1.2.1 An early estimate of the consequences of Chernobyl was published by John Gofman in 1994. 11 Here is an extract:
My estimate in 1986, based upon releases of various non-iodine radionuclides, was 475,000 fatal cancers plus about an equal number of additional non-fatal cases, occurring over time both inside and outside the ex-Soviet Union.
1.2.2 The amount of radionuclides released at Chernobyl was given in 'Chernobyl at Ten: Half-lives and Half-Truths', by John M. LaForge, 1997. 12 13 According to the latter, the Argonne National Lab put it as 30% of the total – 3 billion of an estimated 9 billion Curies. Lawrence Livermore National Lab put it at one-half, Vladimir Chernousenko, the chief scientific supervisor of the 'clean-up' team, put it at 80%, while Joseph Hendrie, former Chair of the U.S. Nuclear Regulatory Commission said 'They have dumped the full inventory of volatile fission products from a large power reactor into the environment. You can't do any worse than that.'
1.2.3 A report 'Nuclear Reactor Hazards' was published by Greenpeace International in 2005. 14 Here is an extract:
The main conclusions are:
- All operational reactors have very serious inherent safety flaws which cannot be eliminated by safety upgrading;
- A major accident in a light-water reactor – the large majority of the reactors – can lead to radioactive releases equivalent to several times the release at Chernobyl and about 1000 times that released by a fission weapon. Relocation of the population can become necessary for large areas (up to 100,000 km2). The number of cancer deaths could exceed 1 million;
- New reactor lines are envisaged which are heralded as fundamentally safe. However, apart from having their own specific safety problems, those new reactors would require enormous sums for their development, with uncertain outcome;
- The average age of the world's reactors is 21 years and many countries are planning to extend the lifetime of their reactors beyond the original design lifetime. This leads to the degradation of critical components and the increase of severe incidents. The age-related degradation mechanisms are not well understood and difficult to predict;
- De-regulation (liberalisation) of electricity markets has pushed nuclear utilities to decrease safety-related investments and limit staff. Utilities are also upgrading their reactors by increasing reactor pressure and operational temperature and the burn-up of the fuel. This accelerates ageing and decreases safety margins. Nuclear regulators are not always able to fully cope with this new regime;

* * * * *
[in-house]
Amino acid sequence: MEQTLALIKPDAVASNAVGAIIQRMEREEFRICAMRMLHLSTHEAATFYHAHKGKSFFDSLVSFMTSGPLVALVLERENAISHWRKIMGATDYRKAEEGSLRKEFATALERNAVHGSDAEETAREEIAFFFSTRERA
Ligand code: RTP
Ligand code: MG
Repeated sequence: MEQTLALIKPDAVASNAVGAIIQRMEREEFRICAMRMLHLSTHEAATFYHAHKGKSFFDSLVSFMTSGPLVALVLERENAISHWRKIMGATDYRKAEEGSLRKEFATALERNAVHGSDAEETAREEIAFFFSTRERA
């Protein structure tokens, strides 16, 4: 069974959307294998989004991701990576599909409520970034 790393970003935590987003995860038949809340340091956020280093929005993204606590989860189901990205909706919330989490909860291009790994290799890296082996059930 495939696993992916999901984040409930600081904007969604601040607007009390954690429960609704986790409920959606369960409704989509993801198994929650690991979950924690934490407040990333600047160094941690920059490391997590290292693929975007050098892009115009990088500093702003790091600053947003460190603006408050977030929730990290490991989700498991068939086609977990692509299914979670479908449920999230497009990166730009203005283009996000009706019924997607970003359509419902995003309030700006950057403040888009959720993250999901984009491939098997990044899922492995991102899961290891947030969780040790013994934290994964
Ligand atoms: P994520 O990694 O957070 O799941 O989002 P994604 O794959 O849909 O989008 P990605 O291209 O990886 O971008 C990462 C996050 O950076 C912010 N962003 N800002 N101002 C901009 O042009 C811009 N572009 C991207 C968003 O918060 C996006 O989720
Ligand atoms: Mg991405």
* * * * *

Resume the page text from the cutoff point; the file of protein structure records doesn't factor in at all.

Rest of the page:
- Highly radioactive spent fuel mostly is stored employing active cooling. If this fails, this could lead to a major release of radioactivity, far more important than the 1986 Chernobyl accident;
- Reactors cannot be sufficiently protected against a terrorist threat. There are several scenario's – aside from a crash of an airliner on the reactor building – which could lead to a major accident;
- Climate change impacts, such as flooding, sea level rises and extreme droughts, seriously increase nuclear risks.
Unfortunately several of the above have been proved true at Fukushima.
1.2.4 The US National Academies published 'Health Risks from Exposure to Low Levels of Ionizing Radiation', BEIR VII, 2005. The key point is their acceptance of the Linear No Threshold (LNT) risk model. 15 This assumes that every radioactive release causes a proportionate increase in risk and hence consequences in human death and injury.
1.2.5 The IAEA, WHO, and UNSCEAR originated separate reports on Chernobyl, but they came together in the 'Chernobyl Forum', which issued it's own report in 2005. 16 This found that there had been 28 deaths from acute radiation and predicted 4000 additional deaths from cancer.
1.2.6 The Chernobyl Catastrophe: Consequences on Human Health', by Yablokov, A. et al, 2006, was published by Greenpeace. 17
Here is an extract from the Executive Summary:
The range of estimates of excess mortality resulting from the Chernobyl accident spans an extremely wide range depending upon precisely what is taken into account. The most recent epidemiological evidence, published under the auspices of the Russian Academy of Sciences, suggests that the scale of the problems could be very much greater than predicted by studies published to date. For example, the 2005 IAEA report predicted that 4000 additional deaths would results from the Chernobyl accident. The most recently published figures indicate that in Belarus, Russia and the Ukraine alone the accident resulted in an estimated 200,000 additional deaths between 1990 and 2004.
1.2.7 'The Other Report on Chernobyl (Torch)', by Fairlie, I. and Sumner, D. was also published in 2006. 18 This independent scientific evaluation of the health and environmental effects 20 years afterwards was commissioned by Rebecca Harms, MEP. Here are some extracts from the Executive Summary and Conclusions:
The World Health Organisation (WHO) has estimated that the total radioactivity from Chernobyl was 200 times that of the combined releases from the atomic bombs dropped on Hiroshima and Nagasaki.
The authors have reassessed the percentages of the initial reactor inventories of caesium-137 and iodine-131 which were released to the environment. They conclude that official figures underestimate the amounts released by 15% (iodine-131) and 30% (caesium-137)'.
Extensive surveying of Chernobyl’s caesium-137 contamination was carried out in the 1990s under the auspices of the European Commission. The largest concentrations of volatile nuclides and fuel particles occurred in Belarus, Russia and Ukraine. But more than half of the total quantity of Chernobyl’s volatile inventory was deposited outside these countries.